Building a local intelligence service - LIS integration and interoperability
Sandwellâ€™s LACI project What we did Automated data retrieval into the system
Pilot LIS launched Dec 09. Full launch August 10 (www.sandwelltrends.info). Developed two new approaches to increasing LIS data holdings, to cover national contextual data and local partner and service data. The two approaches were the development of the NeSS data monitor and a Data Brokerage software installation.
Why we did it NeSS data monitor Collect once, use numerous times (COUNT) Consistent approach
Piloting an approach
Data brokerage Local data sharing
Reducing the demand for ad hoc sharing Disclosure considerations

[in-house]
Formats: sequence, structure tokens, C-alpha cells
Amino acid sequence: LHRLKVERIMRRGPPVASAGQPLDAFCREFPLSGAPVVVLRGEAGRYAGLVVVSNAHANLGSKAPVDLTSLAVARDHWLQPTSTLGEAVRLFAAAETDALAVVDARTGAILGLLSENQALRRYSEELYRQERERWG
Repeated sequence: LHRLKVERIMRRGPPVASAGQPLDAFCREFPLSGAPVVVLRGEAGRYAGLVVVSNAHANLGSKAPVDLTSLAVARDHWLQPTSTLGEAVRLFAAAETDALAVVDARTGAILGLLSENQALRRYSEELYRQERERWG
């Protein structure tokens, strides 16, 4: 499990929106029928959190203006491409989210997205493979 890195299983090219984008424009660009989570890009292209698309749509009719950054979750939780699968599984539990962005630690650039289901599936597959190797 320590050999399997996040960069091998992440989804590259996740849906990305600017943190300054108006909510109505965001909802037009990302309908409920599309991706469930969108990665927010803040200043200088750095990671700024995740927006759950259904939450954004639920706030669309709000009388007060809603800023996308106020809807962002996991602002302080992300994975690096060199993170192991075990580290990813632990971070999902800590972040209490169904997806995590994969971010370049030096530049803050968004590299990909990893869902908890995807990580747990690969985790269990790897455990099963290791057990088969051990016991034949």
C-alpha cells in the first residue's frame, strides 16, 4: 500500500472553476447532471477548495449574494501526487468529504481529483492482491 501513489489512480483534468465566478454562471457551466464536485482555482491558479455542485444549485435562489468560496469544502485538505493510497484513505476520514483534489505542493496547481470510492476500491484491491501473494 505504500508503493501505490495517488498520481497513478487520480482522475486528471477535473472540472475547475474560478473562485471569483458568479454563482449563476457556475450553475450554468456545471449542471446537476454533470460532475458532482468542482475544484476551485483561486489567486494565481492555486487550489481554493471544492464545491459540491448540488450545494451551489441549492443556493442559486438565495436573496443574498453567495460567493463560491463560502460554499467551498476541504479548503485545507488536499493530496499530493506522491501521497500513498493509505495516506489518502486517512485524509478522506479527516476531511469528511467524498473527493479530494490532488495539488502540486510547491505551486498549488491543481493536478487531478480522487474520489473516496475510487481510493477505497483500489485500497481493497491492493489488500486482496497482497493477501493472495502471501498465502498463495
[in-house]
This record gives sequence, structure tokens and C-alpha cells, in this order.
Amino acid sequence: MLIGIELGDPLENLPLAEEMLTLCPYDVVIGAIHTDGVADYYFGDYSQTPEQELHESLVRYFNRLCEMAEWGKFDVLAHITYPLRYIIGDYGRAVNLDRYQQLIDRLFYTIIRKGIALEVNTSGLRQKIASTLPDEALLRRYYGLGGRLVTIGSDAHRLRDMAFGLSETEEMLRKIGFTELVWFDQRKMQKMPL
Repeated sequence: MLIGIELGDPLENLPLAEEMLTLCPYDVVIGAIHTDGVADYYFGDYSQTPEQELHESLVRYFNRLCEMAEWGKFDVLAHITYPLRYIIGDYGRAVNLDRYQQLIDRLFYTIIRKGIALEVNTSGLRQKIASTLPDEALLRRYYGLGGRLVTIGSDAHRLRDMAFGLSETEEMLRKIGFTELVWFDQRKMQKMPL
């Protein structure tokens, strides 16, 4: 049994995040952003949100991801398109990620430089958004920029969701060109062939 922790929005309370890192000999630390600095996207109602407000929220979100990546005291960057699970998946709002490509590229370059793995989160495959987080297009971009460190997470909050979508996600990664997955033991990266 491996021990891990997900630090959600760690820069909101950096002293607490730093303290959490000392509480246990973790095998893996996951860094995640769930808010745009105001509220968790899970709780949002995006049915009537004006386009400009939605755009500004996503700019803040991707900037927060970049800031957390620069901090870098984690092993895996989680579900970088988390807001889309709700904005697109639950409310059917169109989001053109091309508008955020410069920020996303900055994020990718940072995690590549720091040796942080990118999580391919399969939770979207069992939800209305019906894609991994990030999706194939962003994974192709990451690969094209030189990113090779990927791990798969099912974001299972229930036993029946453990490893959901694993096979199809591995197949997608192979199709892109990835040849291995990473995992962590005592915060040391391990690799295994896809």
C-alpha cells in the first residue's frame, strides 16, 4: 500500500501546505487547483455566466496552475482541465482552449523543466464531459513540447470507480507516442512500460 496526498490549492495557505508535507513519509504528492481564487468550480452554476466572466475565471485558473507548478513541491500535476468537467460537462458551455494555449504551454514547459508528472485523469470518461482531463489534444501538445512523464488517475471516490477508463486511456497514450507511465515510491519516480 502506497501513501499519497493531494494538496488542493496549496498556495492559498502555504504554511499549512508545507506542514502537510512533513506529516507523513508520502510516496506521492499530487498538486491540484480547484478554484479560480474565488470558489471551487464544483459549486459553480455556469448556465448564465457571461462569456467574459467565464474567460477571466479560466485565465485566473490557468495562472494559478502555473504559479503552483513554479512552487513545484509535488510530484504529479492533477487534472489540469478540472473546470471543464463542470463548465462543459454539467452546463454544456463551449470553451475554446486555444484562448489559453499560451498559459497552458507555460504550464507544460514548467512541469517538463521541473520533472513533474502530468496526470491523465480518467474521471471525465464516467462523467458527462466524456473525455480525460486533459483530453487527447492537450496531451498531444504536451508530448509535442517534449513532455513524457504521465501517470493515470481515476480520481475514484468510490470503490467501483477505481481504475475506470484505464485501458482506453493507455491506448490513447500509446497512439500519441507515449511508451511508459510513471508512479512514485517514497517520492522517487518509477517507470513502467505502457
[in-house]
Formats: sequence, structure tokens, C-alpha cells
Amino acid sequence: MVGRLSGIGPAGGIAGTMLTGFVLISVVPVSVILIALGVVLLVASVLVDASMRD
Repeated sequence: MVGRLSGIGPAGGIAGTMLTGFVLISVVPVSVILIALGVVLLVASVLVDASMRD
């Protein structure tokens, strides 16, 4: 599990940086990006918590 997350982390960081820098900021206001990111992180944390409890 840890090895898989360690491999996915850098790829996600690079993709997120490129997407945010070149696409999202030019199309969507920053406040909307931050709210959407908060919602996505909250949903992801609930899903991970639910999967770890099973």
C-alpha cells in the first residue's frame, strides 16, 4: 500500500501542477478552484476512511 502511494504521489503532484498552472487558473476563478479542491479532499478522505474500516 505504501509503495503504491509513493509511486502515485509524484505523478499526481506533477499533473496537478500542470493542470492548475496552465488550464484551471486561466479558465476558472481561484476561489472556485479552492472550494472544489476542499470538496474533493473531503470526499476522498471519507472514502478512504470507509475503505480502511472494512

In order to reduce officer time spent downloading contextual datasets from national websites, e.g. for needs assessments, a tool was developed for bulk retrieving of datasets from ONS neighbourhood statistics database, using the protocols of the neighbourhood data exchange (NDE). This enables a visualisation of such data with the online tools in www.sandwelltrends.info, and enables the bringing together of both local and contextual data within a single trusted environment. The NeSS database was chosen for this as the NDE was well established, but the approach, whilst not entirely generic, would serve as a pilot for developing a similar approach for other national database resources, such as NOMIS and data.gov.uk. The more local aspect of this project, and potentially the more rewarding is the development of an installable piece of software to enable two organisations to share data in a secure, consistent, automated fashion. Much of a research officerâ€™s time can be consumed in supplying data on demand, often the same dataset many times. The data brokerage approach enables the researcher to do this once for such datasets. Even more officer time is consumed if the raw data has to be amended (e.g. through aggregation) before external supply. Furthermore, data governance may require that a sharing protocol is prepared and agreed between the parties before this can happen. The data brokerage solution offers the prospect of agreeing a single sharing protocol, particularly if the data is disseminated via a single portal (e.g. Sandwell Trends), although it does not preclude the option to share with multiple organisations. The software can be configured for each dataset shared, such that it receives the raw data, but carries out necessary aggregation, such that the data supplied conforms to data protection rules. An important aspect of this project was to demonstrate how it could enable partner organisations to share data. For this reason the pilot approach chosen was the sharing of data (birth data in this case) between the PCT and the local authority. Whilst the health context was chosen to pilot this approach, it was to be followed up with further development to make the product configurable to be used in any context.